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Taliban closes shops accepting Pakistani rupees in Uruzgan province
Kabul: Taliban has shut down shops that were accepting Pakistani rupees as the mode of payment in Uruzgan province, reported Tolo News.
Officials of the committee for Afghani Promotion said that the usage of foreign currency has been banned in this province and will deal legally with violators. "We will keep this process going until people in this province use afghanis completely," said Yosif, a member of the committee for Afghani Promotion.
Uruzgan has used Pakistani rupees for many years, but recent efforts to popularize Afghan currency have increased, reported Tolo News.
Meanwhile, some residents in the province welcomed the decision and called for the lack of Afghan banknotes in the markets to be addressed.
"People come to our shop and use rupees for their daily shopping, if we ask for Afghani they go to another shop," said Ihsanullah, a shopkeeper.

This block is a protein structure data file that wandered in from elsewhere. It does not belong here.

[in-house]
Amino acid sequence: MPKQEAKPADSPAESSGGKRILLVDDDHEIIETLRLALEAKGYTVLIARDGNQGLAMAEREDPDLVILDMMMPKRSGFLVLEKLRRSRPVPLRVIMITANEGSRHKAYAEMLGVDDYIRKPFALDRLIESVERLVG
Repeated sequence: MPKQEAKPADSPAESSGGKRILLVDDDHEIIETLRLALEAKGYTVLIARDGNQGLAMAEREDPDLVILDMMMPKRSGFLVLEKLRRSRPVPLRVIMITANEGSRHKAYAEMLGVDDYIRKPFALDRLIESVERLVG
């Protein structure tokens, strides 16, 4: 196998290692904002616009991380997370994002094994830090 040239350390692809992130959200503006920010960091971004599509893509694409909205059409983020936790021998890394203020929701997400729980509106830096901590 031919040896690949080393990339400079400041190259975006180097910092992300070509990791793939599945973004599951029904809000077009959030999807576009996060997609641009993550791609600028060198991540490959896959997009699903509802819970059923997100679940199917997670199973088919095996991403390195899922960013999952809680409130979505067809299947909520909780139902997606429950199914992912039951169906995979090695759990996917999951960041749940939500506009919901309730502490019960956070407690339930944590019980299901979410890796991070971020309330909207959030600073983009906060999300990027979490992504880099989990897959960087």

"People even don't know the afghani, they don't know the difference between 20 afghani and 100 Afghani," said Rahmatullah, a shopkeeper, reported Tolo News.
"We call on the government to not force people into this, and they will know our national Identity slowly," said Sher Mohammad, another resident.
Earlier in October 2022, the Taliban banned the use of Pakistani Rupees in Afghanistan.
It said the Taliban Intelligence Agency declared that the use of Pakistani Rupees in financial transactions in Afghanistan has been "completely banned."
This order was conveyed by the Taliban agency's anti-money laundering branch to the money exchange association. According to this order, all financial transactions, including but not limited to transfers, trade, and currency exchange, are disallowed.
The report said money exchange dealers are banned from conducting transactions totalling more than 500,000 Rupees. If more than the specified amount is discovered, the dealers could face legal action.
The Khaama report said this move comes at a time when some locals and traders in Afghanistan use Pakistani Rupees for everyday spending and food purchases.
Since the Taliban seized power in August last year, the relationship between the two sides has soured for several reasons, including increasing border clashes and the re-emergence of outlawed Tehrik-i-Taliban Pakistan (TTP) in Pakistan. (ANI)